The influence of sleep apnea syndrome and intermittent hypoxia in carotid adventitial vasa vasorum
López Cano, Carolina
Gaeta, Anna Michela
Bueno Díez, Marta
Gutiérrez Carrasquilla, Liliana
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Subjects with sleep apnea-hypopnea syndrome (SAHS) show an increased carotid intima-media thickness. However, no data exist about earlier markers of atheromatous disease, such as the proliferation and expansion of the adventitial vasa vasorum (VV) to the avascular intima in this setting. Our aim was to assess carotid VV density and its relationship with sleep parameters in a cohort of obese patients without prior vascular events. A total of 55 subjects evaluated for bariatric surgery were prospectively recruited. A non-attended respiratory polygraphy was performed. The apnea-hypopnea index (AHI) and the cumulative percentage of time spent with oxygen saturation below 90% (CT90) were assessed. Serum concentrations of soluble intercellular adhesion molecule 1, P-selectin, lipocalin-2 and soluble vascular cell adhesion molecule 1 (sVCAM-1) were measured. Contrast-enhanced carotid ultrasound was used to assess the VV density. Patients with SAHS (80%) showed a higher adventitial VV density (0.801±0.125 vs. 0.697±0.082, p = 0.005) and higher levels of sVCAM-1 (745.2±137.8 vs. 643.3±122.7 ng/ml, p = 0.035) than subjects with an AHI lower than 10 events/hour. In addition, a positive association exist between mean VV density and AHI (r = 0.445, p = 0.001) and CT90 (r = 0.399, p = 0.005). Finally, in the multiple linear regression analysis, female sex, fasting plasma glucose and AHI (but not CT90) were the only variables independently associated with the mean adventitial VV density (R2 = 0.327). In conclusion, a high VV density is present in obese subjects with SAHS, and chronic intermittent hypoxia is pointed as an independent risk factor for the development of this early step of atheromatous disease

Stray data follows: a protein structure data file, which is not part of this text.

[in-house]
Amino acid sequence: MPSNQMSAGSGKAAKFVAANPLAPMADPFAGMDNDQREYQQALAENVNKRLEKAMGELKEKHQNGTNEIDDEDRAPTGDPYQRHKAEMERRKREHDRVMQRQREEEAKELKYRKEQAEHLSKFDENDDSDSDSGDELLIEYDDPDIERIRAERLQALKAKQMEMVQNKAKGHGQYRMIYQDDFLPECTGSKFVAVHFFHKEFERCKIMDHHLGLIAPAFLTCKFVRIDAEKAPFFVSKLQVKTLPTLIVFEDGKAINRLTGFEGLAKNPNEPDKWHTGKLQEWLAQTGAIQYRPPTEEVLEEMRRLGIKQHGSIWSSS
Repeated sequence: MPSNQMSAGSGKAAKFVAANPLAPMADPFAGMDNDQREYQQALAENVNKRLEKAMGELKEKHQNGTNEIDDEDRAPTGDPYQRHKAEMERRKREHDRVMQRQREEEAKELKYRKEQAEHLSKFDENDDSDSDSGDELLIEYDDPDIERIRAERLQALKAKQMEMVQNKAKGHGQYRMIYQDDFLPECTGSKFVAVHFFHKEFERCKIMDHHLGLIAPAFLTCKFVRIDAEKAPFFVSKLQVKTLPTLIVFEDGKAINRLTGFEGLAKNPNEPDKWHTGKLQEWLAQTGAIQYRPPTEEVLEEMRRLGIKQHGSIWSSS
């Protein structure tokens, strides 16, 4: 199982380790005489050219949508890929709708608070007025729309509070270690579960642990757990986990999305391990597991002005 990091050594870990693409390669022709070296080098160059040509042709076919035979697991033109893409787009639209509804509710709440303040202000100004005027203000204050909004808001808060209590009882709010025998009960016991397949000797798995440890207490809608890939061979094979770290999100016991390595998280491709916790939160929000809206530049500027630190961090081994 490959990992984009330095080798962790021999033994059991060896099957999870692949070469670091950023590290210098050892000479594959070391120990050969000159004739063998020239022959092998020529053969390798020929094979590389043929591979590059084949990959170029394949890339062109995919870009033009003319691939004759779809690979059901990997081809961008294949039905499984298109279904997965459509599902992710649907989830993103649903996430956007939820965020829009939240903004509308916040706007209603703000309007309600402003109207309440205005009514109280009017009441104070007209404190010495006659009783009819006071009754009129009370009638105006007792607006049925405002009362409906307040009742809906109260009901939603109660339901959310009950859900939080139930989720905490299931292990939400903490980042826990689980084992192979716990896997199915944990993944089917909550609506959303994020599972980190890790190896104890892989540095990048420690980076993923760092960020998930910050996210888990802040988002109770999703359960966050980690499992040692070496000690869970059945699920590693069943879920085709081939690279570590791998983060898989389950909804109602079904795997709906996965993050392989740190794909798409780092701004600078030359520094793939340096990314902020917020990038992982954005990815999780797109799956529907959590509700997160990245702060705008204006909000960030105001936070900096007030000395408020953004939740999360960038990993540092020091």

Is part ofPLoS ONE, 2019, vol. 14, núm 2, e0211742
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